Brief Summary: Fifty-seven Catholics and Buddhists attended the event. About a third of the participants were affiliated with the L. A. Buddhist-Catholic Dialogue. Among Buddhists there were: Theravadins (both Sri Lankan and Thai lineage's), Jodo Shin-shu (especially Buddhist Churches in America), members of a Vietnamese lineage of Zen, Chinese Buddhists, and members of certain new Buddhist movements (Soka Gakkai, Rissho Kosei-kai, and Shambala). NADEO members from Honolulu, Milwaukee, Philadelphia, Chicago, Washington DC, Houston, and Oakland came with Buddhist partners. Other NADEO members attended from Buffalo, Newark, Lafayette, and Brooklyn.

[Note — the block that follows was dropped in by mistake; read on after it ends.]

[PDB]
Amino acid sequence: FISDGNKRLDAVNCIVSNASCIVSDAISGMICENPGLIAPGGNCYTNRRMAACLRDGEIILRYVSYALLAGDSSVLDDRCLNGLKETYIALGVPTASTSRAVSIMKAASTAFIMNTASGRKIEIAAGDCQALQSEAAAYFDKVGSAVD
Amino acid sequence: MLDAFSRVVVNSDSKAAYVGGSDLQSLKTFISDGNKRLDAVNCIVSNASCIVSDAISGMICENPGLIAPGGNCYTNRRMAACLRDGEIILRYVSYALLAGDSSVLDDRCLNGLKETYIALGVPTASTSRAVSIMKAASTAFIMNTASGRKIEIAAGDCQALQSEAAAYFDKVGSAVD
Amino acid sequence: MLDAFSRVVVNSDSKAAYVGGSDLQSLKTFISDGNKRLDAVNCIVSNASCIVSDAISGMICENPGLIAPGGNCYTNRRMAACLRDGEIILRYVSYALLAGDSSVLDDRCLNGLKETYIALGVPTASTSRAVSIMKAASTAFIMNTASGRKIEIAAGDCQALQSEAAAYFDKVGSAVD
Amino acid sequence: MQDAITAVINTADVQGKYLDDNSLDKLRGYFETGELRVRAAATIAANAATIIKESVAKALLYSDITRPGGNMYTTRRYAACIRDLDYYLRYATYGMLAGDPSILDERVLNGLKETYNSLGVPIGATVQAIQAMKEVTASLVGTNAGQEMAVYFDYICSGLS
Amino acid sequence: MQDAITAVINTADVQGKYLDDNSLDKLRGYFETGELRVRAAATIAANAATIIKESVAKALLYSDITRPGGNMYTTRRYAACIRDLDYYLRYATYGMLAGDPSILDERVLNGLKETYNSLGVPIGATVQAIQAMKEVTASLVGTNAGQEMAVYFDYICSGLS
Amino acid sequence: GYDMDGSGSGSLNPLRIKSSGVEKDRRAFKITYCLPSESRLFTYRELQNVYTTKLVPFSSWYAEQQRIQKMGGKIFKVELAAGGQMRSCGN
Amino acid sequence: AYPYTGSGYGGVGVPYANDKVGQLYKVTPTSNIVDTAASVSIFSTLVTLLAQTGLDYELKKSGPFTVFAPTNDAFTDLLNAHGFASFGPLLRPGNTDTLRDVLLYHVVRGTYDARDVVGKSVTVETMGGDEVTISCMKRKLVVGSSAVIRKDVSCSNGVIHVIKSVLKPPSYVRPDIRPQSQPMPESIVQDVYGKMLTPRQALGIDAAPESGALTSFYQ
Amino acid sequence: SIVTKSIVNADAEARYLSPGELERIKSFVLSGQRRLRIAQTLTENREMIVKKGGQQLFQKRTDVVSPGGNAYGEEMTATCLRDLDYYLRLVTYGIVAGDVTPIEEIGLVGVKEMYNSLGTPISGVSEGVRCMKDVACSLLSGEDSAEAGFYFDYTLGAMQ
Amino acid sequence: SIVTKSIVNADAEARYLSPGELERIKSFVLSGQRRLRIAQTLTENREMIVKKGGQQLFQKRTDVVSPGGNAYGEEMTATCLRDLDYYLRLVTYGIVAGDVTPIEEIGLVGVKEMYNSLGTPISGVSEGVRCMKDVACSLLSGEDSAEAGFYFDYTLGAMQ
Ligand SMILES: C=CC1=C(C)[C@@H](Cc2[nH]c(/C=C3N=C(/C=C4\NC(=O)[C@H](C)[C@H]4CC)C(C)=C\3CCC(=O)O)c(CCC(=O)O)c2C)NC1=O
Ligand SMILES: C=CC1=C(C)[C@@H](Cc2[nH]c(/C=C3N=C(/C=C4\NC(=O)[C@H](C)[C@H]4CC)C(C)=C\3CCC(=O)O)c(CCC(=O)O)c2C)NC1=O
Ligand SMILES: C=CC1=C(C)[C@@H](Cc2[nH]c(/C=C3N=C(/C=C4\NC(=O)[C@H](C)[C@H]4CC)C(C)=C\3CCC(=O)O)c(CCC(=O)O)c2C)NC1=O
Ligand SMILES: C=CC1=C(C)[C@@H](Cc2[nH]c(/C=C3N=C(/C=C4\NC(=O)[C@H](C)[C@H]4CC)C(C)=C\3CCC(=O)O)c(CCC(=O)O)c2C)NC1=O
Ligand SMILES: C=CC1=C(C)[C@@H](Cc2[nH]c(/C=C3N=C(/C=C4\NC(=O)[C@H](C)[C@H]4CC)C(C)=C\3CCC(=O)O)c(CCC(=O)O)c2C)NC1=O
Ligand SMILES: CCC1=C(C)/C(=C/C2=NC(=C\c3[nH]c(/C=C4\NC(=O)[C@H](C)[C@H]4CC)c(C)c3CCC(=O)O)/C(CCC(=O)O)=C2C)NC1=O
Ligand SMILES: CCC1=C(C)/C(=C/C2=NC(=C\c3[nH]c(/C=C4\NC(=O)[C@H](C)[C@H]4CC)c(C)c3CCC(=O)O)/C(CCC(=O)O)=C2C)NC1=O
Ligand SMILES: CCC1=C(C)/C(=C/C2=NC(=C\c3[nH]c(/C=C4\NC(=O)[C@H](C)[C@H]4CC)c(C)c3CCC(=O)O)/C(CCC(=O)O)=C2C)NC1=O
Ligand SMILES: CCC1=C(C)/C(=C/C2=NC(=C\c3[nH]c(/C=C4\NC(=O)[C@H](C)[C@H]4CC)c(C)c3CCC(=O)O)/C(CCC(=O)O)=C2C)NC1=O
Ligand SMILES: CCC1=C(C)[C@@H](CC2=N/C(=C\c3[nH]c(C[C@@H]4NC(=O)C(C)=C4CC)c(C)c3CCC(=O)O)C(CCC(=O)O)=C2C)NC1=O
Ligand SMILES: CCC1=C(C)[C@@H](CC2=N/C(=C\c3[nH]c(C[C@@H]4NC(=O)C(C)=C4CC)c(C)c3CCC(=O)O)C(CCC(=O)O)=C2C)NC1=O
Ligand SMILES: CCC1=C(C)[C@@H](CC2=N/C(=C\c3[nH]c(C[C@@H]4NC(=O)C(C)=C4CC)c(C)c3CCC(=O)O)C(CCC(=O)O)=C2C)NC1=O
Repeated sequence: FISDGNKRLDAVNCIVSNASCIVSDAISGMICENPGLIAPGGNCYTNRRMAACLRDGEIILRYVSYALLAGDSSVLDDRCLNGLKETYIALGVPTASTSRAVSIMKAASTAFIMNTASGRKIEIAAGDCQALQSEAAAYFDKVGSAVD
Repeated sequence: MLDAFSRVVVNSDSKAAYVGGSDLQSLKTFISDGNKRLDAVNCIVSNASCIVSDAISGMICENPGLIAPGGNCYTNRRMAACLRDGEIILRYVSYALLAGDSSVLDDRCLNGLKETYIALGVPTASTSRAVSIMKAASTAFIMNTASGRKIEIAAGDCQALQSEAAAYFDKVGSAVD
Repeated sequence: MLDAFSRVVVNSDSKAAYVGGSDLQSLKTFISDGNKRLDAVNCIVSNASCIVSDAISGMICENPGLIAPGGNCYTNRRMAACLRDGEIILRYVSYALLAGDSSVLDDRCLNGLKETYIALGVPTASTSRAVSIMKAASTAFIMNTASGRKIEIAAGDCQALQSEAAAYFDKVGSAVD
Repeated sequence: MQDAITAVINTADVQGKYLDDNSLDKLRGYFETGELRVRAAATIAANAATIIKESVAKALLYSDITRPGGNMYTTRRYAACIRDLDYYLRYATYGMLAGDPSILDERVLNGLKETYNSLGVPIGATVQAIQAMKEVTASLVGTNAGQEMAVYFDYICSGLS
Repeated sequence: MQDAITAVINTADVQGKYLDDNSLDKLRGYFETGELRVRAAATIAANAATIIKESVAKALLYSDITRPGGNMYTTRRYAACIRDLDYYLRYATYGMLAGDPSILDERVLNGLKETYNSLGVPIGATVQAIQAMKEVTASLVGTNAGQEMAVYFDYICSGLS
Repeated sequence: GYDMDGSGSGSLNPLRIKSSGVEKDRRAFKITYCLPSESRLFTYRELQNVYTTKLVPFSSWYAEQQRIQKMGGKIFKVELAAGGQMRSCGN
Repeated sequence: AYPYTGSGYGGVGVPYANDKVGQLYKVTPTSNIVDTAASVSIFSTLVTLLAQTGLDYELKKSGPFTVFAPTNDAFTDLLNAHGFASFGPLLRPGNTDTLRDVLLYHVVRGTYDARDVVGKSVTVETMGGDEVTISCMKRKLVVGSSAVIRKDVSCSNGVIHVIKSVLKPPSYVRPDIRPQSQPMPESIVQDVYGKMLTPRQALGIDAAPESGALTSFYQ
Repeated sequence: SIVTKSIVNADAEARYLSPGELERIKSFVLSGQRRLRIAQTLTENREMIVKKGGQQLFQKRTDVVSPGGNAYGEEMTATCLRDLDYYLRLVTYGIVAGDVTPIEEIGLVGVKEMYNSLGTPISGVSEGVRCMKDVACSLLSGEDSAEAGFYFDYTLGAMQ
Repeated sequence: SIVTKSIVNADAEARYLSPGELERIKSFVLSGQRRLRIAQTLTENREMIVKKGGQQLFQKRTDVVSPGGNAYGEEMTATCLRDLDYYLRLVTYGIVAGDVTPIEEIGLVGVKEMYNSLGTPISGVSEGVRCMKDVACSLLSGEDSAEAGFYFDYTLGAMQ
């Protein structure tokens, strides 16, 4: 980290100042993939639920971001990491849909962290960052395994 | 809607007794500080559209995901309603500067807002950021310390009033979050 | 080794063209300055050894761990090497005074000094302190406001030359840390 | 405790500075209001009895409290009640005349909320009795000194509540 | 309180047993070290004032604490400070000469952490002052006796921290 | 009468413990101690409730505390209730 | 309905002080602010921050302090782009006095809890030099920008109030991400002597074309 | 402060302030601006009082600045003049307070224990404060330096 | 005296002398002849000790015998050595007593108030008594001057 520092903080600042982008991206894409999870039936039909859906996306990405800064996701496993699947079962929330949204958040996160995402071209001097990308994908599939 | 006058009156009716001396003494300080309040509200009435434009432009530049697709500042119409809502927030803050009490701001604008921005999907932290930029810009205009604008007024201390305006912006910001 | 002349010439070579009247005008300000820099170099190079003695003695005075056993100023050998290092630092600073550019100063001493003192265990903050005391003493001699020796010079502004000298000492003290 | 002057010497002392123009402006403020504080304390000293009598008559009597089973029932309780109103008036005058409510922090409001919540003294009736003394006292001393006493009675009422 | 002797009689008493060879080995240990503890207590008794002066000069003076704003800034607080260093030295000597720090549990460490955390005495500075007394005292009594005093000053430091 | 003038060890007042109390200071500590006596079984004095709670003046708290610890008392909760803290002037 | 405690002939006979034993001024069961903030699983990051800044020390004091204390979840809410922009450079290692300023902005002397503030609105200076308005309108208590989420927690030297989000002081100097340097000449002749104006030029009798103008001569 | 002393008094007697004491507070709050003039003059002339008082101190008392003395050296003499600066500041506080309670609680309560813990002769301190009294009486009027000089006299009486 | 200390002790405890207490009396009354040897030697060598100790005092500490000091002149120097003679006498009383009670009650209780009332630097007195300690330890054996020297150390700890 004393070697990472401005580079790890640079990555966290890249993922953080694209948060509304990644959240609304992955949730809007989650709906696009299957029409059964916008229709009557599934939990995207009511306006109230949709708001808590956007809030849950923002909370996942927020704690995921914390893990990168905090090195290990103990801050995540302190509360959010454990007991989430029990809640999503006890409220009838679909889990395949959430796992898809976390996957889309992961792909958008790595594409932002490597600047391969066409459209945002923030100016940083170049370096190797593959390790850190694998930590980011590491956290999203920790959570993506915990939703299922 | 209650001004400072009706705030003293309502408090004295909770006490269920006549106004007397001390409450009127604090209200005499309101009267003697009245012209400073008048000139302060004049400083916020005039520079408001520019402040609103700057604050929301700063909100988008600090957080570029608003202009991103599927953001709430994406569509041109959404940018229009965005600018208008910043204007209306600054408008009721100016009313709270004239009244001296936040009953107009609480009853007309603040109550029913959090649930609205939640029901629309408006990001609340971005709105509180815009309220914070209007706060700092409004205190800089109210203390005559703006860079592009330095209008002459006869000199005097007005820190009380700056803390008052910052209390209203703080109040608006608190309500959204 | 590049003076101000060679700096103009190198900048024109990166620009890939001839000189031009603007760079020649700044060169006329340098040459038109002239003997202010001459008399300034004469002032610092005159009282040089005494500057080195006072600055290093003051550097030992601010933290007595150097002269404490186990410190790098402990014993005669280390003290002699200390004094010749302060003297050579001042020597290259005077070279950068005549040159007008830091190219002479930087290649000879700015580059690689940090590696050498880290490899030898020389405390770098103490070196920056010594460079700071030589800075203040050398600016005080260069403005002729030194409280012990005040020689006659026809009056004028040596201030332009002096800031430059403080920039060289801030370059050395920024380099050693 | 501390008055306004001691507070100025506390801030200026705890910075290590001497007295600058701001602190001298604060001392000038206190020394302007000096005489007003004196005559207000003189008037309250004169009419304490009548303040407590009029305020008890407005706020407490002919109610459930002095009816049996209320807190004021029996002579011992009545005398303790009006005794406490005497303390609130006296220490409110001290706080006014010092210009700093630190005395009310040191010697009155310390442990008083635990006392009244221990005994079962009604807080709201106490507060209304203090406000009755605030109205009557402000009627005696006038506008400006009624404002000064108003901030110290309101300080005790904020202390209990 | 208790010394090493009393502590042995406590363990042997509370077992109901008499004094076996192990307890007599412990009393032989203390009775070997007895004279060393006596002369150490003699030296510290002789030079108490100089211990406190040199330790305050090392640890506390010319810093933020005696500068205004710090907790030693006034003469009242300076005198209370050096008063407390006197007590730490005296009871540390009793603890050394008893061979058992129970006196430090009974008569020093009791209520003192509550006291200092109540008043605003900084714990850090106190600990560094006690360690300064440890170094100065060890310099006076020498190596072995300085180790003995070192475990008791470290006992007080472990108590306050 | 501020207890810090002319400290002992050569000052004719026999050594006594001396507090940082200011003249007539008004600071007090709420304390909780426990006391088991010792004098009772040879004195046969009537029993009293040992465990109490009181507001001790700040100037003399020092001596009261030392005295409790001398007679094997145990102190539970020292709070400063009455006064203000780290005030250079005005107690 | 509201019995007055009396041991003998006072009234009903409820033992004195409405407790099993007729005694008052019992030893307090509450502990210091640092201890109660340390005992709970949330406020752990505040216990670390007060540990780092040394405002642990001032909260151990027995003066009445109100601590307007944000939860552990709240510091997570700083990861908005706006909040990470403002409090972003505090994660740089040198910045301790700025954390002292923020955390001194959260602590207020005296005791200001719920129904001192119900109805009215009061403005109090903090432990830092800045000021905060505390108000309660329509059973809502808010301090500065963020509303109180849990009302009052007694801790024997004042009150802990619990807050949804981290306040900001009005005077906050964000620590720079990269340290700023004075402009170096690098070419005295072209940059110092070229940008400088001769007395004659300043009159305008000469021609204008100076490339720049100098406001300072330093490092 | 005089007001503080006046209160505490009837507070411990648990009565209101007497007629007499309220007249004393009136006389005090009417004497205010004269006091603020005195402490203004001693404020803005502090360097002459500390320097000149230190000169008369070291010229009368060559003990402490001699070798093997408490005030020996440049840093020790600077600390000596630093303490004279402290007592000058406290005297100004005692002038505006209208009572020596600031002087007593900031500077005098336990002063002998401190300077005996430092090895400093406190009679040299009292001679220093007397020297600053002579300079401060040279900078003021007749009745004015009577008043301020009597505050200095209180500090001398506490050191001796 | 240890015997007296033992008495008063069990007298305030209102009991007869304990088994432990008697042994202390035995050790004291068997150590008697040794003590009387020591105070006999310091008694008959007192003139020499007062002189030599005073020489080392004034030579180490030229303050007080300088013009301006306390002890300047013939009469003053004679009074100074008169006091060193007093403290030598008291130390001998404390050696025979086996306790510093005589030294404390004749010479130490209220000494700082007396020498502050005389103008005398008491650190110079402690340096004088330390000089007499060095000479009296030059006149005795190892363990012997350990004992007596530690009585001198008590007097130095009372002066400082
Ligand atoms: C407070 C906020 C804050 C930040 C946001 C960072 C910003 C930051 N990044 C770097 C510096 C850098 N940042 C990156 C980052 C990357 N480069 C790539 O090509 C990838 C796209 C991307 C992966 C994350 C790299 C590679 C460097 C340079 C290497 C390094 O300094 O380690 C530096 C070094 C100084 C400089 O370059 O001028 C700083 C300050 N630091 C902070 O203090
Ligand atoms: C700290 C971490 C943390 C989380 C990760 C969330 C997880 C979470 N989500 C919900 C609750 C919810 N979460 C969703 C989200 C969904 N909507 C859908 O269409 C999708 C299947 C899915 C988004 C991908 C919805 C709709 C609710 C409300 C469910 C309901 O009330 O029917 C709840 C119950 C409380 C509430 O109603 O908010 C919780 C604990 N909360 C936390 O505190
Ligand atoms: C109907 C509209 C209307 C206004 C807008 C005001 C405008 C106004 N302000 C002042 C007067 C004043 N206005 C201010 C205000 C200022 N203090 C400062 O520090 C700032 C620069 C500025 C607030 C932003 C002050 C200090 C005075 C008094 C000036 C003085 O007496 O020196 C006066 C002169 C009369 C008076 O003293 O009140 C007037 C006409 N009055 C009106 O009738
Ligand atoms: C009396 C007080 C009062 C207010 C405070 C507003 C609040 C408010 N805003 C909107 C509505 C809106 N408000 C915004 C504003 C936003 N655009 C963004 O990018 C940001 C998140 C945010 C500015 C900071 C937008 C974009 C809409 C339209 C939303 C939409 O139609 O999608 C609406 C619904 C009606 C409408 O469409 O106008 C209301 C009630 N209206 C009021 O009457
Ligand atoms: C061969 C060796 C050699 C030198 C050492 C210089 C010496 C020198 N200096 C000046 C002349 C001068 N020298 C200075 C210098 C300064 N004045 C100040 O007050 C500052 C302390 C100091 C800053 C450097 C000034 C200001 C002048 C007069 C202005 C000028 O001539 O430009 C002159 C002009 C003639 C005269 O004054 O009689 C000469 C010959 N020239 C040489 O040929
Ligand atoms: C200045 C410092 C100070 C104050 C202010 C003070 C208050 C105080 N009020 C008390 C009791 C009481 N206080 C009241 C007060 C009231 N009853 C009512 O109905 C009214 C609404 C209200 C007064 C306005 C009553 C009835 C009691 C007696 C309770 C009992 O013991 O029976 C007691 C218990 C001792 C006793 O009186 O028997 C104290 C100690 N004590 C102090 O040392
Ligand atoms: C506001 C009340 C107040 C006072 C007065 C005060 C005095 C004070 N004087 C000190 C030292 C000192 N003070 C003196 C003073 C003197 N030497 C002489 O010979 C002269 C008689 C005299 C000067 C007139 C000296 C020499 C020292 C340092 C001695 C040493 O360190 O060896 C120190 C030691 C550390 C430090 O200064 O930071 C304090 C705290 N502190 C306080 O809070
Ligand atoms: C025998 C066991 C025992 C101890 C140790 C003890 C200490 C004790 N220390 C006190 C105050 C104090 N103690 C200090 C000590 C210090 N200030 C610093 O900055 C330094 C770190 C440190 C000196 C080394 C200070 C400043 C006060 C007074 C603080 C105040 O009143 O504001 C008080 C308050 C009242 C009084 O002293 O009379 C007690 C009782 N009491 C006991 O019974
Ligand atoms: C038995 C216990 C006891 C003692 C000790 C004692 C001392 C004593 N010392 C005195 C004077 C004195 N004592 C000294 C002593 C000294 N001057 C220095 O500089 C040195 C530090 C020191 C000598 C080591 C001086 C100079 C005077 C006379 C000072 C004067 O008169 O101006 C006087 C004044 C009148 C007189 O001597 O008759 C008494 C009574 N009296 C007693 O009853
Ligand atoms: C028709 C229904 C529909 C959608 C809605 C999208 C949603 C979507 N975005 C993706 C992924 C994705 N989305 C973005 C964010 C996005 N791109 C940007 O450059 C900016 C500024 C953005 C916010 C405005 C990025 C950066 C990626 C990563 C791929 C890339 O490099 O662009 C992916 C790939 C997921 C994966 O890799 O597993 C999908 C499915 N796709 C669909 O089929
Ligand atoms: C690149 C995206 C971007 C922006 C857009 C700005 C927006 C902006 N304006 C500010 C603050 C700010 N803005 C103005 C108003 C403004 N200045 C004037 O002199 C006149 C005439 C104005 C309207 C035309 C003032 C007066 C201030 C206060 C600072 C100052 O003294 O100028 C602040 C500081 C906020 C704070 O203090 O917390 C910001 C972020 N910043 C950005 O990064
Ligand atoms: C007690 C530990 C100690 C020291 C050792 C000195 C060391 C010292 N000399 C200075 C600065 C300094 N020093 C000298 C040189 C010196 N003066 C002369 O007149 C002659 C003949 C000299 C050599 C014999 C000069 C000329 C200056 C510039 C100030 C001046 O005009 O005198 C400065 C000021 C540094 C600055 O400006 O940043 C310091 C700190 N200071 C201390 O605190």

Bishop Thomas Costello and the Ven. Dr. Ratanasara co-presided over a program of lectures, dialogues (both in groups and in dyads), meditation periods, and rituals. David Kalupahana spoke on "Dhamma: Buddha's Conception of the Moral," and Leo Lefebure spoke on "The Christian Experience of God." Bishop Costello gave an overview of Christian spirituality, and Heidi Singh spoke generally on Buddhist spirituality. Sr. Margaret Funk, O.S.B., (from Monastic Interreligious Dialogue and who facilitated a NADEO seminar at the Richmond NWCU) reviewed the spiritual ladder of John Cassian while A1 Albergate spoke on use of the Buddhist chant "nam myoho renge kyo." Joan Chatfield reviewed a plethora of projects Buddhists and Catholics have accomplished together in Hawaii while Alan Badiner focused on common feelings about violence. Also on hand was Donald Mitchell who has attended both of the Holy See's dialogues with Buddhists (1995 and 1998) and who helped engineer the "Gethsemani Encounter" in 1996. The L. A. dialogue shared the fruits of their nine-year history. NADEO members gained inspiration and experience for Buddhist-Catholic dialogue in an environment of study and recollection.